Tablet use surges as YouTube and Minecraft dominate children’s media habits
A new survey has shown that children are spending more time on computers and tablets than they are watching television.
The 2015 Childwise Monitor is an annual report looking at children’s and young people’s media consumption.
2000 children aged 5-16 were surveyed and the results showed that tablet ownership among younger children has doubled in the last 12 months, with 1 in 3 children aged 5 to 7 having their own tablet.
“Tablets have become the technology of choice over computers, laptops and even games consoles, and removing the need for parents to consider a mobile phone,” explained Simon Leggett, research director at Childwise.
“Parents like tablets because they are controllable – a tablet can be taken away to reflect good or bad behaviour, in a way that is not possible with a TV or computer. Apps can be purchased as rewards, and with the growing use of tablets in primary schools there are strong perceived educational advantages.”
For older children, mobile phones are still the number one priority.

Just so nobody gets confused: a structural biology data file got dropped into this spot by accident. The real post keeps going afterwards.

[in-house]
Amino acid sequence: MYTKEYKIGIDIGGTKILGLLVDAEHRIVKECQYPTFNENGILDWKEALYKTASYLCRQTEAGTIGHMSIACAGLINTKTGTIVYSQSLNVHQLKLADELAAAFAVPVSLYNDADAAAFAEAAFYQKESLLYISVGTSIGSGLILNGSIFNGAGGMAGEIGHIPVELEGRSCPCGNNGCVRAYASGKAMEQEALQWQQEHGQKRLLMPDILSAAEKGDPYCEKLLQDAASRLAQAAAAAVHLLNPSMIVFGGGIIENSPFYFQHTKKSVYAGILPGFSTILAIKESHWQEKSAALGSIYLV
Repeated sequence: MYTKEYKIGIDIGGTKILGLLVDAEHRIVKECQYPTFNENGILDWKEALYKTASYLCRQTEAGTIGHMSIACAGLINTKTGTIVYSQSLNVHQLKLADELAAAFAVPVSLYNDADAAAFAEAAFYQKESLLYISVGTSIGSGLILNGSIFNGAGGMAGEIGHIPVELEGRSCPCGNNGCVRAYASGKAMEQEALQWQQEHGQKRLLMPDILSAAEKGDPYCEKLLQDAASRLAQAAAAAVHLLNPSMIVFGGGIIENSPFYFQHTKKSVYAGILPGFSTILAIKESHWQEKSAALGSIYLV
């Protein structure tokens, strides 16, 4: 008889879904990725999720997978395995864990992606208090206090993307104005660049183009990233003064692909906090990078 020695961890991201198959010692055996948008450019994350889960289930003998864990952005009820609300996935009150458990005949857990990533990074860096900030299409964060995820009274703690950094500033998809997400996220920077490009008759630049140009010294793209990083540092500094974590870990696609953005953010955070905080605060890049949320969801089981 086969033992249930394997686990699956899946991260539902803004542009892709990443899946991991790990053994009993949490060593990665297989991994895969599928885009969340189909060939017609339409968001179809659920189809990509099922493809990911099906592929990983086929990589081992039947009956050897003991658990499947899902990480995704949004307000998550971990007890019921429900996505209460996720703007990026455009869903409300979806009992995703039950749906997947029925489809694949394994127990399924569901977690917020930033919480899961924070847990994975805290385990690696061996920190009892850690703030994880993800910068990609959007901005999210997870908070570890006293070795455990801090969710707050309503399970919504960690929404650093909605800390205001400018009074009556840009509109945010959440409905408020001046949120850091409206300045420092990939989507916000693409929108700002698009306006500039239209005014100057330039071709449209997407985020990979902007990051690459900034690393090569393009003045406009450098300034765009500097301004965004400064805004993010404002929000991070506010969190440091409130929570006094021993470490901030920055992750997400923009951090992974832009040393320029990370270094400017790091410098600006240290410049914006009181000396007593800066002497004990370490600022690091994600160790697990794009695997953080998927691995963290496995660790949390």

Online, YouTube has become the number one site for boys and girls. Only amongst older girls does Facebook retain its popularity and even then, it sits alongside Instagram and Snapchat.
“Past concerns about the risks of encountering unacceptable material on YouTube have largely disappeared, with parents of even the youngest children now happy to let them use it. In the same way that Google images superceded Google as the search portal of choice, YouTube has taken this a step further,” continued Leggett.
Elsewhere, Minecraft has also grown in popularity for both sexes. Not only do they play the game on computers and tablets, but they watch videos about it on YouTube and read about it in print manuals.
The growth in tablet usage and YouTube may prove particularly interesting in the wake of the BBC’s announcement to make BBC Three an online only channel. The corporation’s argument was that young people were changing the way they consume media and it appears that its next generation of viewers will grow up expecting to watch their media on a mobile device.